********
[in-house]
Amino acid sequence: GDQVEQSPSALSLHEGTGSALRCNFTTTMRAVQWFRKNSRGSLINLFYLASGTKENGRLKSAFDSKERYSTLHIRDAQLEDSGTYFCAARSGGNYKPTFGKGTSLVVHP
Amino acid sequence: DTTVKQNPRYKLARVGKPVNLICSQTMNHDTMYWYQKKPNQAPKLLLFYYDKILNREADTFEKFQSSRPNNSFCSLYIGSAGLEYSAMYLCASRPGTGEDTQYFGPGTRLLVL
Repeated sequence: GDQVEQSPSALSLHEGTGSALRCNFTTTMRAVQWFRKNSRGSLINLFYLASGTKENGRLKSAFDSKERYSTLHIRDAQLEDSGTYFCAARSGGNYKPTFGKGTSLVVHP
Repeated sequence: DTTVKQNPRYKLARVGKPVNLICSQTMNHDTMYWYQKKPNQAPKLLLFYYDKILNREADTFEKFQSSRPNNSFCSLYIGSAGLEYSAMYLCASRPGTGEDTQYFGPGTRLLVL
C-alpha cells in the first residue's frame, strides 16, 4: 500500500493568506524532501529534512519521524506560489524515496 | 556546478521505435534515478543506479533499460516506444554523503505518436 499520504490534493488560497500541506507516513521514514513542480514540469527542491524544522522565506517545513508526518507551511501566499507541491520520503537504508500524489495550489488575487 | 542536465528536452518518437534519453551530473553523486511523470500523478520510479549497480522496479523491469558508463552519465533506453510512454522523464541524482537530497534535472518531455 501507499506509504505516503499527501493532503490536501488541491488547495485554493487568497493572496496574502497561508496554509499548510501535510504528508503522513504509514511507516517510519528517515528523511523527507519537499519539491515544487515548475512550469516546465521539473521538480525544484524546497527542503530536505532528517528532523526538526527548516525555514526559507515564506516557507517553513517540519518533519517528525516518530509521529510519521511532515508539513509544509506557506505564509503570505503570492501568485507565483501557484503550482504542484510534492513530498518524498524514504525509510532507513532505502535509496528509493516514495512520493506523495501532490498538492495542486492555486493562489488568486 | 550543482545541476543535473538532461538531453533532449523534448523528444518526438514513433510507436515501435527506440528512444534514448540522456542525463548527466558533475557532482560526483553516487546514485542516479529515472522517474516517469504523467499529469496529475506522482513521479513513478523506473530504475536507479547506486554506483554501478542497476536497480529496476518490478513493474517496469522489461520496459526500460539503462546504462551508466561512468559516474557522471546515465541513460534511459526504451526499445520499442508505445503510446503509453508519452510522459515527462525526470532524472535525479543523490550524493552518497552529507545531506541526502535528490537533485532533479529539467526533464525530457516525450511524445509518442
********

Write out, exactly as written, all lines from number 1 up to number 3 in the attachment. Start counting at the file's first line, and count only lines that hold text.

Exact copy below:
[in-house]
Amino acid sequence: GDQVEQSPSALSLHEGTGSALRCNFTTTMRAVQWFRKNSRGSLINLFYLASGTKENGRLKSAFDSKERYSTLHIRDAQLEDSGTYFCAARSGGNYKPTFGKGTSLVVHP
Amino acid sequence: DTTVKQNPRYKLARVGKPVNLICSQTMNHDTMYWYQKKPNQAPKLLLFYYDKILNREADTFEKFQSSRPNNSFCSLYIGSAGLEYSAMYLCASRPGTGEDTQYFGPGTRLLVL